I’ve always been fascinated with old cemeteries. Obviously, they are places of sorrow and grief along-side honor and remembrance. But they are also incredibly historical. I still remember a photograph I took 20 years ago in Buffalo, West Virginia. It was a small family cemetery with a light covering of snow on the ground. There were two headstones together; one of a mother and one of an infant. The mother died “aged 23 years, 10 months and 11 days.” She probably died in childbirth with her baby.
Sometimes it’s hard to grasp “history”…especially things that happened 200 years ago in places you’ve never been. At that point, it’s about words on a page rather than people and lives and human events. But when you visit a cemetery and see a grave from someone who lived through an event, or even died during that event, it seems to become more real. Since my daughters are hanging out with me this week for spring break, I thought I would show them what they could learn.
There is a small family cemetery just up the road from where I live. I’d never stopped there, but I was sure just from the look of it that we would find something interesting. A man was cutting the grass when we arrived. He said his father had cut the grass for years and when he got too old to keep it up, the man took over the job himself. His grandparents were buried there, along with his great, great grandfather who fought with the 4thWest Virginia regiment in the Civil War. And there was the connection I was looking for.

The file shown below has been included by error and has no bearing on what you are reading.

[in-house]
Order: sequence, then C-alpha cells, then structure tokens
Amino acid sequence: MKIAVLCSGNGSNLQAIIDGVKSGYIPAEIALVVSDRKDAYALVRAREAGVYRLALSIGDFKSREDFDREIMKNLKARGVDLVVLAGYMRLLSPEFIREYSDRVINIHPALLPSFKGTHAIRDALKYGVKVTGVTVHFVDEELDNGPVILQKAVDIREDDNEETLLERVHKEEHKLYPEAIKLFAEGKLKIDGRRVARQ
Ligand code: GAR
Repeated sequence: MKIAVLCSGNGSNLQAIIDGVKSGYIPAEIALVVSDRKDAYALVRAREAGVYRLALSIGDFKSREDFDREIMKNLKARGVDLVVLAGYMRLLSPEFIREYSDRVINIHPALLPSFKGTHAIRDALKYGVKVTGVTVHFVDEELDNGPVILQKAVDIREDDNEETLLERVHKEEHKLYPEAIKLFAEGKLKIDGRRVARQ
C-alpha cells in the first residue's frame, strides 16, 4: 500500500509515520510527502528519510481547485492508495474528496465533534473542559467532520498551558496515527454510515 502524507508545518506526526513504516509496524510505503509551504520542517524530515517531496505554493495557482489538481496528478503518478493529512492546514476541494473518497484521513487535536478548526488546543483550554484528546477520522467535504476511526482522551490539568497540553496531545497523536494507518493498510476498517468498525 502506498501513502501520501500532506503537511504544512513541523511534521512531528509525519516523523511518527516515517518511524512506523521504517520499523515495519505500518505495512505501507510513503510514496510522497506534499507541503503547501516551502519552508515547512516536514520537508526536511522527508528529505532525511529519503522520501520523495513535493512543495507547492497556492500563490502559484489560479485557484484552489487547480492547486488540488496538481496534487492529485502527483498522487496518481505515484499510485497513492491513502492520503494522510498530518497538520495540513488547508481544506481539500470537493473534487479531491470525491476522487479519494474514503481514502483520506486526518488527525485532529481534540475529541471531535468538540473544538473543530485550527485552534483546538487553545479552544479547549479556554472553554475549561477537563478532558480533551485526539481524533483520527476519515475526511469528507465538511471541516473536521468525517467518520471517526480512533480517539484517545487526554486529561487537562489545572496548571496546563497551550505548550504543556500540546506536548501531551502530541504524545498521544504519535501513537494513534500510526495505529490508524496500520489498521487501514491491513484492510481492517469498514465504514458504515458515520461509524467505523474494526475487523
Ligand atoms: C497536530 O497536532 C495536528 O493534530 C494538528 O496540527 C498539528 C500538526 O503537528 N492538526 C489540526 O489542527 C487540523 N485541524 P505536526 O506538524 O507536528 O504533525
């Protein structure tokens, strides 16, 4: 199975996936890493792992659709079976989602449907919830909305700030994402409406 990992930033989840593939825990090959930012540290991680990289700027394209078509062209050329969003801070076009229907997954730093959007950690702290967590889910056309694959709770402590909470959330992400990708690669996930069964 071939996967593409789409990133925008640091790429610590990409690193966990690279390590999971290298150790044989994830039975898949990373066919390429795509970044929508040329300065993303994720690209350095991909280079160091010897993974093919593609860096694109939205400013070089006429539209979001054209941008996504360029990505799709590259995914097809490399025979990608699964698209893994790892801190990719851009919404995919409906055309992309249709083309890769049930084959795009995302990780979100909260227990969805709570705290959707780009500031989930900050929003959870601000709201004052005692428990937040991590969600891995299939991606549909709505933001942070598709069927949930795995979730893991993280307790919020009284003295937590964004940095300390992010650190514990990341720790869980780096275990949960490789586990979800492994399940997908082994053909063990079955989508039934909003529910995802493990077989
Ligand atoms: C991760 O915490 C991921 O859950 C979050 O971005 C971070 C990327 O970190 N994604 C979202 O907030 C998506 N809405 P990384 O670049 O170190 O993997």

I showed the girls how to make rubbings of the headstones to possibly find details that you couldn’t see clearly. We ended up making a rubbing of the headstone for the man’s ancestor and we gave it to him to take home with him. He showed us the oldest grave in the cemetery, too. SG Jarrett was born in 1782 and died in 1860. Think about those years. That was the formation of our nation between the Revolutionary War and the Civil War.
Our friend also told us that there were some slaves buried near the front of the cemetery. He wasn’t sure of it, but that was local history. That got a “cool” from one of the girls. Not a “cool” for slavery, obviously, but a cool that that sort of history existed right there. They stopped to look at the small, un-etched grave markers. At each spot, there was only a small block of stone to record a life. They seemed to realize that it wasn’t “just” or “fair” that some people got large, family markers while slaves got little more than a rock indicating where their head would lie for eternity.
History isn’t always huge monuments in the nation’s capitol. But there is history in our very own backyards as well. In this one cemetery, in about a half an hour, we found a man who fought in the Civil War, graves of slaves, and someone who lived even before that, when the very first settlers came to this part of the world. It never hurts when you can make a connection through a person as well.